Two other things happened at around this same time that added to the moral mood of the nation that can’t be overlooked.  First, the British Empire enjoyed a period of prosperity.  The economy was doing well, which generally leads to a feeling of contentment and rightness.  Hand-in-hand with that satisfaction was an enormous evangelical religious revival.  Yes, Prinny was out, God was in.

I could write an entire book about the effects of God and the economy on the morals of Britain and the world.  The important note here though is that between the conservatism of Victoria and Albert and the traditionalist interpretation of the Bible, the Rules of Society did become stricter, and those who violated them were in for a greater amount of trouble and scandal than ever before.  A woman’s place was relegated to the home and her job narrowed to the raising of her children and the adoration of her husband.  I would have gone nuts living in an era like that.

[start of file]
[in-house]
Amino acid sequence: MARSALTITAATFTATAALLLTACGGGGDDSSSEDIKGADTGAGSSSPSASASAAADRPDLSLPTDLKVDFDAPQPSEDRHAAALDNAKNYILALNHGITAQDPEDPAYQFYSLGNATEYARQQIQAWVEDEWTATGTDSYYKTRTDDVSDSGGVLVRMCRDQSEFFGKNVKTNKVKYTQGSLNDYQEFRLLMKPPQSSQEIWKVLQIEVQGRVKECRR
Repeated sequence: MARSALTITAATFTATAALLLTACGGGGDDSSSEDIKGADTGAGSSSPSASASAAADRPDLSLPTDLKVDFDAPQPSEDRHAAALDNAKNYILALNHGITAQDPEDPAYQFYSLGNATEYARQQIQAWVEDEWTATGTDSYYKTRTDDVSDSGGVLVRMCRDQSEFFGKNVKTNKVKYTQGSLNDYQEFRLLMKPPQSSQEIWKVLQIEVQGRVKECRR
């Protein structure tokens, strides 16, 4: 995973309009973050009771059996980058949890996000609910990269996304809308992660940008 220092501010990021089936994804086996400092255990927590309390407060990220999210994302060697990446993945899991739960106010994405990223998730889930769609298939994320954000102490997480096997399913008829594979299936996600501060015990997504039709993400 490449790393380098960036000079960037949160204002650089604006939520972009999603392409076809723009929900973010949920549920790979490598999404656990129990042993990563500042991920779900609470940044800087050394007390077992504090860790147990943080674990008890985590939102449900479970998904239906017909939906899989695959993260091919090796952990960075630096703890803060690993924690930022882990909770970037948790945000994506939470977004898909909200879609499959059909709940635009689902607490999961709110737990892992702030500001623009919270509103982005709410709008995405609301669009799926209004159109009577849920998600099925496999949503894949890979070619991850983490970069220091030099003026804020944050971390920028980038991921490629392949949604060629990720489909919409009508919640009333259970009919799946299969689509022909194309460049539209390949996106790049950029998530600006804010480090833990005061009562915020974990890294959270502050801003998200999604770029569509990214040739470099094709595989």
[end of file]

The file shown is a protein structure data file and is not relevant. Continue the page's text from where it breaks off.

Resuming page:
Side note:  At the same time, laws were beginning to be passed that gave women greater legal protections from abusive husbands (The Matrimonial Causes Act which was first enacted around 1857 and amended in 1878), an expanded ability to gain custody of their children in cases of separation and divorce (Custody of Infants Act of 1839), and more control over their property (The Married Women’s Property Act of 1884).  It was slow, but it was happening.